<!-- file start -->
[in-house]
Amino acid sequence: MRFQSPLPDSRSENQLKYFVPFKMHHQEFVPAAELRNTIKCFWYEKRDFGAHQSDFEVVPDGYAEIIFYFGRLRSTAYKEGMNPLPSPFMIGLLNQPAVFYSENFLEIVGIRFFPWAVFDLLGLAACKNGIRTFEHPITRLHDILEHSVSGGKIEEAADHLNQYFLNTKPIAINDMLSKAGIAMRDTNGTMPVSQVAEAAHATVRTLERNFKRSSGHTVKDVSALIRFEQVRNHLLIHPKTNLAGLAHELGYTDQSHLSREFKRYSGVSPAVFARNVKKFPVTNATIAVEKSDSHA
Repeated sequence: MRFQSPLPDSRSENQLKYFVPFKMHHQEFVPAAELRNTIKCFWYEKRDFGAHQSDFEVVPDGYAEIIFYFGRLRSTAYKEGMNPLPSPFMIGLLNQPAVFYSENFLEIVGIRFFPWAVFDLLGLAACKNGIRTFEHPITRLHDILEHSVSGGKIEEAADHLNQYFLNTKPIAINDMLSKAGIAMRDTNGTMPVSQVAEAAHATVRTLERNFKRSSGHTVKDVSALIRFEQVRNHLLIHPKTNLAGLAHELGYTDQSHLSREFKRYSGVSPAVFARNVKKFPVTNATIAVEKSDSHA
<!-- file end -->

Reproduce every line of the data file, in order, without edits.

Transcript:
[in-house]
Amino acid sequence: MRFQSPLPDSRSENQLKYFVPFKMHHQEFVPAAELRNTIKCFWYEKRDFGAHQSDFEVVPDGYAEIIFYFGRLRSTAYKEGMNPLPSPFMIGLLNQPAVFYSENFLEIVGIRFFPWAVFDLLGLAACKNGIRTFEHPITRLHDILEHSVSGGKIEEAADHLNQYFLNTKPIAINDMLSKAGIAMRDTNGTMPVSQVAEAAHATVRTLERNFKRSSGHTVKDVSALIRFEQVRNHLLIHPKTNLAGLAHELGYTDQSHLSREFKRYSGVSPAVFARNVKKFPVTNATIAVEKSDSHA
Repeated sequence: MRFQSPLPDSRSENQLKYFVPFKMHHQEFVPAAELRNTIKCFWYEKRDFGAHQSDFEVVPDGYAEIIFYFGRLRSTAYKEGMNPLPSPFMIGLLNQPAVFYSENFLEIVGIRFFPWAVFDLLGLAACKNGIRTFEHPITRLHDILEHSVSGGKIEEAADHLNQYFLNTKPIAINDMLSKAGIAMRDTNGTMPVSQVAEAAHATVRTLERNFKRSSGHTVKDVSALIRFEQVRNHLLIHPKTNLAGLAHELGYTDQSHLSREFKRYSGVSPAVFARNVKKFPVTNATIAVEKSDSHA